[OBITUARY] Julio Grondona, FIFA senior vice president, died on Wednesday after being admitted to a Buenos Aires hospital for an aortic aneurysm. The 82-year-old Don Julio, as he was known in Argentina, had been president of the Argentina soccer federation (AFA) since 1979. During his tenure, Argentina won the World Cup once and finished runner-up twice. But his reign as not without controversy. He was forced to apologize for making anti-Semitic remarks and his role in the World Cup 2022 vote that went to Qatar was questioned.
Despite its wealth of talent, Argentina soccer has struggled for many years. It has suffered from some of the worst fan-related gang violence anywhere in the world. And economic problems have forced clubs to sell off their best players at young ages.
Grondona, whose wife Nelida died two years ago, planned to step down from his roles with FIFA and the AFA in 2015, the same year Argentina will introduce a 30-team first division and abandon its split-season format commonly used in Latin America.
In 2003, Grondona apologized after telling a live TV audience, “I do not believe a Jew can ever be a referee. It’s hard work and, you know, Jews don’t like hard work."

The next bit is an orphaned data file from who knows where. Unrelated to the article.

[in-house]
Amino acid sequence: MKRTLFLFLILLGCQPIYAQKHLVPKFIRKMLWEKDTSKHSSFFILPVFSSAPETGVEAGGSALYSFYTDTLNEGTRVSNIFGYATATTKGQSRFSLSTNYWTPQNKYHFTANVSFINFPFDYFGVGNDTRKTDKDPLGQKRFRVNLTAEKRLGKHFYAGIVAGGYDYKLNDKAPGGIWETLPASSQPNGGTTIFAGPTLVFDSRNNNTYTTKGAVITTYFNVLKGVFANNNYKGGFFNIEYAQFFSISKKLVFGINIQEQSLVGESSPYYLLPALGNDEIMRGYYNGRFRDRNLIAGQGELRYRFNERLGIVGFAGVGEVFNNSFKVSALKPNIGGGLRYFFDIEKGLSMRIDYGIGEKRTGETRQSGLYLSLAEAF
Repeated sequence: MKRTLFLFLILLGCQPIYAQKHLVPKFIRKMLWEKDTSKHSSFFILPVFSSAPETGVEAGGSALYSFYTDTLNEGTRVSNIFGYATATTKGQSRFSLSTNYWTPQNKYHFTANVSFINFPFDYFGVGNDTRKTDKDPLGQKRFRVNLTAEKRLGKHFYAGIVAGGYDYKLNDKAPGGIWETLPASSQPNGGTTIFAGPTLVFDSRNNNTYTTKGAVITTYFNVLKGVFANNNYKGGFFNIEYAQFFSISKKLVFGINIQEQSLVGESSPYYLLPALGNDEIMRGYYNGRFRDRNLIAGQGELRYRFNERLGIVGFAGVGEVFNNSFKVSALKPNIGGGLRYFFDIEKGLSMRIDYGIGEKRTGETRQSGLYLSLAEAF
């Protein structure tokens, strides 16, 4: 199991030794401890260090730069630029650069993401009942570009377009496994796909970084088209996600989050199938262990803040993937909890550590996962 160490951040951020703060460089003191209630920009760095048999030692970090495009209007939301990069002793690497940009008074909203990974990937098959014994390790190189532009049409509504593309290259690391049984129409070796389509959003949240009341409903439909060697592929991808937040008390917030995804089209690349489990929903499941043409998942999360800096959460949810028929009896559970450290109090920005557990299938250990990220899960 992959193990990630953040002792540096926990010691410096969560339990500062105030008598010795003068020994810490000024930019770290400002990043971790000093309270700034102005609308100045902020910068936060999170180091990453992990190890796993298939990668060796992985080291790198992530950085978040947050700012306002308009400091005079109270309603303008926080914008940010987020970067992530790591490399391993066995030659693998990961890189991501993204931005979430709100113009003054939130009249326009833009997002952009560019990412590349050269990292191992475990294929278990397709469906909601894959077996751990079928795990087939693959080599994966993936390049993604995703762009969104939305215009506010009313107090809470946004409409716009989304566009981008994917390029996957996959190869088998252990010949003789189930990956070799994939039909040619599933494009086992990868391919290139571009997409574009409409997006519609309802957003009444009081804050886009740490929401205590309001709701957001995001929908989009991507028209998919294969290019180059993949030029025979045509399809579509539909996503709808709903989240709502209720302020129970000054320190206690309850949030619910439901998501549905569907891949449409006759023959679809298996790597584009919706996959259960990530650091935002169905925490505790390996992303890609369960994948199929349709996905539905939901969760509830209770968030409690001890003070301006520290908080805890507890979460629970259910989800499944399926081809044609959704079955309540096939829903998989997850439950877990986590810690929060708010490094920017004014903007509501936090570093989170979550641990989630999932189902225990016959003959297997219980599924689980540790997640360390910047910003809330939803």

As senior vice president, Grondona was the No. 2 FIFA executive, and in his role as chairman of the finance committee carried great influence. Along with Brazilian Ricardo Teixeira and Paraguayan Nicolas Leoz, the other two South Americans of the executive committee with whom he voted for Qatar over the USA, he tilted the vote to for the 2022 World Cup hosting rights in the Gulf emirate's favor. But unlike Teixeira and Leoz, Grondona was never wrapped in the ISL scandal involving payoffs to Teixeira, Leoz and former FIFA president Joao Havelange. Both Teixeira and Leoz resigned.
The longest-serving executive committee member along with Belgian Michel D'Hooghe, Grondona was accused of negotiating with Qatari organizers for money to help prop up the ailing AFA, but he said his World Cup 2022 vote was a simple matter. "Yes, I voted for Qatar, because a vote for the U.S. would be like a vote for England, and that is not possible," he said in a 2011 interview with German news agency DPA. Grondona had a running feud with the English FA and English media, calling the English "liars and pirates."
When reports surfaced in the spring that FIFA executive committee members were trying to put the brakes on FIFA ethics investigator Michael Garcia's review of the 2018 and 2022 World Cup bids, Grondona was believed to one of the ringleaders of the anti-Garcia faction.
A press conference scheduled for Wednesday to announce that Alejandro Sabella, coach of the 2014 Argentina World Cup team, was quitting was postponed.
In Grondona's memory, the AFA ordered all Argentine soccer shut down for a week.